James and Heidi Barrett File Lawsuits Over Napa County Helicopter Ban
October 15, 2018
Two Calistoga winemakers filed a lawsuit against Napa County over a measure that bans helicopters from landing in vineyards and other private properties, alleging it is vague and unlawful.
James and Heidi Barrett on Oct. 5 filed suit in federal court alleging the measure the voters passed in June violates their constitutional rights as citizens under the 14th Amendment.
The measure, known as “Measure D” passed with about 61 percent of the vote, according to Napa County’s Election Division.
The Barretts also filed a complaint in Napa County Superior Court over the same issue, saying provisions of the Napa County ordinance are vague and should not be enforced.
The Barretts own and manage Barrett and Barrett Vineyards LP; Chateau Montelena; La Sirena and other vineyards in Napa County. They are members of “Helicopters for Agriculture,” according to court filings. The group is listed as a plaintiff along with the Barretts in Napa County and in U.S. District Court.
Court documents describe “Helicopters for Agriculture” as “an unincorporated nonprofit association” whose membership includes vineyard owners and managers, viticulture consultants, pilots and “individuals opposed to the unnecessary or unlawful regulatory constraints on the use of helicopters or other aircraft for agricultural purposes.”
The group is “committed to the removal of state and local regulatory barriers to the use of helicopters for agricultural operations, including vineyard and farm management,” according to the federal complaint.
Federal records indicate a 2007 R44 II rotorcraft by Robinson Helicopter Co. is registered to James Barrett in Calistoga.
The Barretts said in court documents that they use a helicopter to manage their or their clients’ vineyards in Napa, Sonoma, Mendocino, El Dorado, Amador, San Joaquin and Lake counties.
Stopping or limiting the use of a helicopter “would result in significant economic injury to their businesses, including their ability effectively to manage their own vineyards and to provide consulting services to other vineyards,” according to the complaints.
Measure D was placed on the ballot after a successful initiative campaign.
The Barretts’ lawsuit note a Napa County analysis of the initiative before the election concluded the proposal contained “’a number of legal flaws which might engender litigation if (the initiative) were enacted,’” according to the state and federal court filings.
The resulting county ordinance “restricts the circumstances under which helicopters may be used on off-field for agriculture purposes,” according to the complaints. Activities such as aerial spraying and frost protection are restricted “to situations where (a) they are used ‘’solely in support of direct aerial agricultural activities; (b) they do not transport persons ‘other than those that are essential to the conduct of such aerial activities’ and they (c) are ‘unavoidable,’” according to the complaints.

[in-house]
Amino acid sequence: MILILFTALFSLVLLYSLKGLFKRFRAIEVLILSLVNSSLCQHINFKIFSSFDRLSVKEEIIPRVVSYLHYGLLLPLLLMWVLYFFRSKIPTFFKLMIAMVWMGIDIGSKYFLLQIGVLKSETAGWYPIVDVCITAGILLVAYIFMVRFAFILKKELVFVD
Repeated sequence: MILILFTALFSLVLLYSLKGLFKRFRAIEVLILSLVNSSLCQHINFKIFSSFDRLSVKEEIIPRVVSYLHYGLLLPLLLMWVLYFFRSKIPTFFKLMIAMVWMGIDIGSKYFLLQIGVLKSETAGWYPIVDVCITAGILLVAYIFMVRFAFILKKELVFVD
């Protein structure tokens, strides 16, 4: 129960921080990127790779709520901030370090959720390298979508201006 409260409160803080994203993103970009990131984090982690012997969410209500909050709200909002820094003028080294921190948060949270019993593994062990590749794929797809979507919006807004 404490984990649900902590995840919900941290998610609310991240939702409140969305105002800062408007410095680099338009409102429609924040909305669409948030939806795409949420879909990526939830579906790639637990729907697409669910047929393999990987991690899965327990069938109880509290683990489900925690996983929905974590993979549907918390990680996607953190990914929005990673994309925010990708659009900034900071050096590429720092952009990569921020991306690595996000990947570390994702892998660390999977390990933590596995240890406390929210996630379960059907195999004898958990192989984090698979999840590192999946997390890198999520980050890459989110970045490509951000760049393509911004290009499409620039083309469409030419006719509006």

The helicopter operator also has to submit a written report within 48 hours to Napa County which includes a statement on why the takeoff and landing were “unavoidable.”
The Barretts argued in their complaints a number of points, including that it is vague, violates their constitutional rights and should be declared unlawful, according to the complaints. The provisions of the ordinance regarding the operations of aircraft “who may lawfully occupy an aircraft are preempted by federal law,” according to the federal complaint.
Violations of the ordinance carry civil penalty of up to $1,000 per day and/or a criminal penalty of up to six months in jail, according to the court filings.
As of last Thursday, no one had been found in violation of the ordinance, according to Napa County. One individual reported multiple agriculture flights, according to the county.
Landings are regulated by local rules while flight activities are under the purview of the Federal Aviation Administration.
“A decision to ban helicopters from landing on certain sites would be a matter for local authorities,” FAA representative Ian Gregor said in an email Thursday.
“Under some circumstances, people have to notify the FAA if they want to establish a heliport so the FAA can study the effects the proposed heliport would have on existing or planned traffic patterns of neighboring airports. But a blanket decision to prohibit heliport construction would be a local issue,” Gregor said.
The initiative was launched after vintner Christian Palmaz tried to obtain a permit to build a helipad and a hangar on the family ranch east of Napa. Palmaz flies his Bell Helicopter from Napa County airport, about 10 miles from the ranch. The application raised a storm of protest from neighbors and others.
The Palmaz family’s campaign to defeat the measure failed in June, according to campaign finance reports and county election results. The Napa County Planning Commission did not approve the Palmaz helipad and hangar project; a vote on the subsequent appeal before the Napa County Board of Supervisors was postponed until after the election. The matter has not returned before the board.